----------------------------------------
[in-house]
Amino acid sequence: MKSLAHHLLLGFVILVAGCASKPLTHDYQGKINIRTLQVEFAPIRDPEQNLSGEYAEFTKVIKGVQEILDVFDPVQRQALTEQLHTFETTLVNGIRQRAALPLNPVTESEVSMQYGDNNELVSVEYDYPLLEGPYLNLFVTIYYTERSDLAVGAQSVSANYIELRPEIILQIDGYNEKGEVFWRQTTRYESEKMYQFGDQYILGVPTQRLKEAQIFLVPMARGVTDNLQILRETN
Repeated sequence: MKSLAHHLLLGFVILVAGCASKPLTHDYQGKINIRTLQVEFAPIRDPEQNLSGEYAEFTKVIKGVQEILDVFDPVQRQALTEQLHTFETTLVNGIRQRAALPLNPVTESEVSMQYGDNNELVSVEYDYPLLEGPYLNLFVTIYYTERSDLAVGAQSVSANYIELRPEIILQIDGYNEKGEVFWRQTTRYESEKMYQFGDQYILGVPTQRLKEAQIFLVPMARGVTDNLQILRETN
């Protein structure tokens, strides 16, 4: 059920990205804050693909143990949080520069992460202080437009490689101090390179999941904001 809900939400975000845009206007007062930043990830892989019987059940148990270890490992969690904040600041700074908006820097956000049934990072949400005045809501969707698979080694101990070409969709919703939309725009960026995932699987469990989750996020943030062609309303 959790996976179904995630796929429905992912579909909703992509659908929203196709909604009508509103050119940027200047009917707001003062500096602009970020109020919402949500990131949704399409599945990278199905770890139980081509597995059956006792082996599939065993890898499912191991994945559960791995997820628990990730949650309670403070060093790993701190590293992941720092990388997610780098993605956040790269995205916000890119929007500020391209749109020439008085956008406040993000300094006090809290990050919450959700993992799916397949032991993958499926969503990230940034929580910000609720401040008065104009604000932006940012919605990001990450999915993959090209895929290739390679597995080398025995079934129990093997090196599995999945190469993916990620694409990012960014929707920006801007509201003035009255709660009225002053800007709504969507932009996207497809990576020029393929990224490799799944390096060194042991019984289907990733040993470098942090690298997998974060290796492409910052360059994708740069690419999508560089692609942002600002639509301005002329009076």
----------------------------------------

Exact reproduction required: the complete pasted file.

[in-house]
Amino acid sequence: MKSLAHHLLLGFVILVAGCASKPLTHDYQGKINIRTLQVEFAPIRDPEQNLSGEYAEFTKVIKGVQEILDVFDPVQRQALTEQLHTFETTLVNGIRQRAALPLNPVTESEVSMQYGDNNELVSVEYDYPLLEGPYLNLFVTIYYTERSDLAVGAQSVSANYIELRPEIILQIDGYNEKGEVFWRQTTRYESEKMYQFGDQYILGVPTQRLKEAQIFLVPMARGVTDNLQILRETN
Repeated sequence: MKSLAHHLLLGFVILVAGCASKPLTHDYQGKINIRTLQVEFAPIRDPEQNLSGEYAEFTKVIKGVQEILDVFDPVQRQALTEQLHTFETTLVNGIRQRAALPLNPVTESEVSMQYGDNNELVSVEYDYPLLEGPYLNLFVTIYYTERSDLAVGAQSVSANYIELRPEIILQIDGYNEKGEVFWRQTTRYESEKMYQFGDQYILGVPTQRLKEAQIFLVPMARGVTDNLQILRETN
């Protein structure tokens, strides 16, 4: 059920990205804050693909143990949080520069992460202080437009490689101090390179999941904001 809900939400975000845009206007007062930043990830892989019987059940148990270890490992969690904040600041700074908006820097956000049934990072949400005045809501969707698979080694101990070409969709919703939309725009960026995932699987469990989750996020943030062609309303 959790996976179904995630796929429905992912579909909703992509659908929203196709909604009508509103050119940027200047009917707001003062500096602009970020109020919402949500990131949704399409599945990278199905770890139980081509597995059956006792082996599939065993890898499912191991994945559960791995997820628990990730949650309670403070060093790993701190590293992941720092990388997610780098993605956040790269995205916000890119929007500020391209749109020439008085956008406040993000300094006090809290990050919450959700993992799916397949032991993958499926969503990230940034929580910000609720401040008065104009604000932006940012919605990001990450999915993959090209895929290739390679597995080398025995079934129990093997090196599995999945190469993916990620694409990012960014929707920006801007509201003035009255709660009225002053800007709504969507932009996207497809990576020029393929990224490799799944390096060194042991019984289907990733040993470098942090690298997998974060290796492409910052360059994708740069690419999508560089692609942002600002639509301005002329009076």